I figured that the US Capitol was the closest, cool looking building to me. Luckily it hadn’t started raining yet and I always have my tripod in my car so I parked as close as I could to the Capitol and made my way over. I had a blast! The wind was blowing and the lightning strikes were crazy big. While I was at the Jefferson Memorial, I had to wait some time between each strike maybe a 2-3 minutes but this time they were coming every 15-20 seconds. It was AWESOMEEEE. I was out there for only 30 minutes or so before the real big rain hit but I’m super happy with the way that this turned out.

Every time the lighting struck it would light up the sky to this amazing blue/purple color. It was such a beautiful show. There were even people who were leaving the Capitol that couldn’t help but to stop and take selfies. Such an exiting night to say the least. I ran back to the car as soon as the rain really started to pick up and it was all good in the neighborhood.

My camera settings for this image is F4.0 at 1/13th of a second ISO 400 with my Sony A7II and 16-35mm.

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Another one from Saturday morning’s amazing sunrise.

I was walking up the Lincoln Memorial steps when I just had to turn around and appreciate the morning light. It felt so good on my back that I wanted to see what it looked like and I saw this scene. My favorite part of it all is the light that is shining right down the middle of the image.  My eye keeps going to the huge shadow it created of the guy walking down the steps. It looks like the shadow is as tall as the Washington Monument!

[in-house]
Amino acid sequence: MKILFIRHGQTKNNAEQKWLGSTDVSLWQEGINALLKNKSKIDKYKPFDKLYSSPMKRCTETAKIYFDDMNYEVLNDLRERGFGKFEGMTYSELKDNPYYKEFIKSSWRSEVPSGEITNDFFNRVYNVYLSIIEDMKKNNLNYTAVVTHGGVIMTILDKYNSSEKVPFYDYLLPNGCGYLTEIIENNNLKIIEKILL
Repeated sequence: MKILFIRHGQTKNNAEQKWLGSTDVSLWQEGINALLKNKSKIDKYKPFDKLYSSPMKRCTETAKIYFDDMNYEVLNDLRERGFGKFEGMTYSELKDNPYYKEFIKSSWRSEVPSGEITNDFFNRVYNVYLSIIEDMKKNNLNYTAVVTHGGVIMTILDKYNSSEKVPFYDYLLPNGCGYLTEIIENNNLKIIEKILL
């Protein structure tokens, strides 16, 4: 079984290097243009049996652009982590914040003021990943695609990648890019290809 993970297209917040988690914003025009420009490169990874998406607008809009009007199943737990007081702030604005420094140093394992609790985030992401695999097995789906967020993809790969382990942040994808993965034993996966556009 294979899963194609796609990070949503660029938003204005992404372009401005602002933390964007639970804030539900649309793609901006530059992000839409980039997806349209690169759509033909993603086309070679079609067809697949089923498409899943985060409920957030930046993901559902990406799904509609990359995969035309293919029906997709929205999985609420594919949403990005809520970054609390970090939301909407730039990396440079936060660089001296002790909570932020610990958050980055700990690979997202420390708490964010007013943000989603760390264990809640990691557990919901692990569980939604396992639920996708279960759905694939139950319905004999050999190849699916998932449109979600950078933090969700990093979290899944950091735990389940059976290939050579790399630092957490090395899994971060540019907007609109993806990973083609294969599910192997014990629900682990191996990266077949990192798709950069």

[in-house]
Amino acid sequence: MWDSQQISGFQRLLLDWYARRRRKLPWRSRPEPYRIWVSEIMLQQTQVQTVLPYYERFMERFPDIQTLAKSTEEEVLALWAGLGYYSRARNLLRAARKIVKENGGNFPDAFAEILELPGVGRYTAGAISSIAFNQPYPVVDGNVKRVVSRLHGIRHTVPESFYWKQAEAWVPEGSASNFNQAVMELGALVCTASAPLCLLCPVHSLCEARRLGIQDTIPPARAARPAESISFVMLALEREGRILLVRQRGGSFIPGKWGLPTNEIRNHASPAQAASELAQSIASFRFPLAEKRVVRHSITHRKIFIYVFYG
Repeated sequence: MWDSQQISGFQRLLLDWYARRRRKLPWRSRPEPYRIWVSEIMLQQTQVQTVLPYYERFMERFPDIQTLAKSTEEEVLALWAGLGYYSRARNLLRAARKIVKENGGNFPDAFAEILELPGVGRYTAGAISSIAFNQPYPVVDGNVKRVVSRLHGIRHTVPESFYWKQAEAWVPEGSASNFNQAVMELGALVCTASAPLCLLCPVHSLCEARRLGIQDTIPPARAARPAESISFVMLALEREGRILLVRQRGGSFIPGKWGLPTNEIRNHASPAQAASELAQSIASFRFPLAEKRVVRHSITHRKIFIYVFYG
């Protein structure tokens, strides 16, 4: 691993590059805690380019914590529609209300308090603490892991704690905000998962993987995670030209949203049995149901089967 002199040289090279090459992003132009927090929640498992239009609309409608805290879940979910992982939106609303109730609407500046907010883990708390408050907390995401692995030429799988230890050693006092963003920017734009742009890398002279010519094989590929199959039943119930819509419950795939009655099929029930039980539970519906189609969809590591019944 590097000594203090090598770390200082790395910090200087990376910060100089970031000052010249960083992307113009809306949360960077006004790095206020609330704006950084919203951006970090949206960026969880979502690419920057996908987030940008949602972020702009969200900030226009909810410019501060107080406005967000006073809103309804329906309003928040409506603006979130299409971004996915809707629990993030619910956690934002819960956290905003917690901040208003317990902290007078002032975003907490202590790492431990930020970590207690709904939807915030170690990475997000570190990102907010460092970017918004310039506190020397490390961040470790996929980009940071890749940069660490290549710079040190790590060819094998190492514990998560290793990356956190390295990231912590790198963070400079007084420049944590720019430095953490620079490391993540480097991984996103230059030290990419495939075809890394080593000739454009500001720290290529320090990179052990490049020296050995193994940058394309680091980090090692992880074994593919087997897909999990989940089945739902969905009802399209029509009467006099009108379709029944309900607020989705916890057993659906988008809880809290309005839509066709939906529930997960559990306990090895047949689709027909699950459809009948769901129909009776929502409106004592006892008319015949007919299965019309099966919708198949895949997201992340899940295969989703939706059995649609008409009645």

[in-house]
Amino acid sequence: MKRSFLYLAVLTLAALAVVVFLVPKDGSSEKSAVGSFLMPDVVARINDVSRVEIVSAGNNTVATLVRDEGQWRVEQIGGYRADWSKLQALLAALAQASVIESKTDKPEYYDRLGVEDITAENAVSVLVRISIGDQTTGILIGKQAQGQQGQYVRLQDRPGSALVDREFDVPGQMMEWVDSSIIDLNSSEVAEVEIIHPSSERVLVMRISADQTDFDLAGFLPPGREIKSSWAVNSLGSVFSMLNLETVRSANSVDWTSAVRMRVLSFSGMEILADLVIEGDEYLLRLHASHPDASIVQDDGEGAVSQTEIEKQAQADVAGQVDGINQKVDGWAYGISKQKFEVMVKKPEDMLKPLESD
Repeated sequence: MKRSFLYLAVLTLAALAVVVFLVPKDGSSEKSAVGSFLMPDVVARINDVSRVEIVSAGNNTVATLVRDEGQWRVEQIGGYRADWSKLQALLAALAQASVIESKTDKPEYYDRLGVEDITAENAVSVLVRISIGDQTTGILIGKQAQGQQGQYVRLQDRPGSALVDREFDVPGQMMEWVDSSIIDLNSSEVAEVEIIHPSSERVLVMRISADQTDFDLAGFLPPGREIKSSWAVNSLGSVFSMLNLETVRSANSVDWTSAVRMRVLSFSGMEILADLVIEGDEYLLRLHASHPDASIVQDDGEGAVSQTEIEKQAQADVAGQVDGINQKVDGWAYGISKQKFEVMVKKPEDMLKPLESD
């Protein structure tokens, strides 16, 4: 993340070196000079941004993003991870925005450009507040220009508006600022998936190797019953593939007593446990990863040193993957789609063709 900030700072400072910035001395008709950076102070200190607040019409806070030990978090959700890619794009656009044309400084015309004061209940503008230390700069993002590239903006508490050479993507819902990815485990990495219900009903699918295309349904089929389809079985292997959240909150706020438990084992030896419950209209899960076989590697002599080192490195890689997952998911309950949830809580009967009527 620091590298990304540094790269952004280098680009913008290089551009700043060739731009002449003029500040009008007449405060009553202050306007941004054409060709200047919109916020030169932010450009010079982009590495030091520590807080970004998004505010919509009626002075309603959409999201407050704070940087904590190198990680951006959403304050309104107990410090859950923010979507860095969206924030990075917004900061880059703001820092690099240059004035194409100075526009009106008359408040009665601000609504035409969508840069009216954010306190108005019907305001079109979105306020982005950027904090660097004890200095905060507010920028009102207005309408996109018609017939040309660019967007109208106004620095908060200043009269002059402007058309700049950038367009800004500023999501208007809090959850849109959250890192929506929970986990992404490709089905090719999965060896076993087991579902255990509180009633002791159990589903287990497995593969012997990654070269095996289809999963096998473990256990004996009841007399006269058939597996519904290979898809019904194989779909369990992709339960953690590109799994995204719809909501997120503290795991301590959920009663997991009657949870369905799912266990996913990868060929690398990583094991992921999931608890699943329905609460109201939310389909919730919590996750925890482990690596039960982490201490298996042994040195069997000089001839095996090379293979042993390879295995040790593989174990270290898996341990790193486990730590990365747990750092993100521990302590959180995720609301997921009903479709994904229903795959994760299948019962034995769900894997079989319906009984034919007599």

I don’t usually put a lot of sunbursts in to my images, but I do shoot them a lot. Sometimes I feel like they can be a bit overwhelming and may take away from the image. In this particular one, I think it works well. I think it helps create the mood of the light shining down on the reflecting pool and everyone walking around it. I also think it’s interesting how the light effects the people depending on where they stand. The people who are closest to the reflecting pool look so teeny tiny, I love all the layers in this image.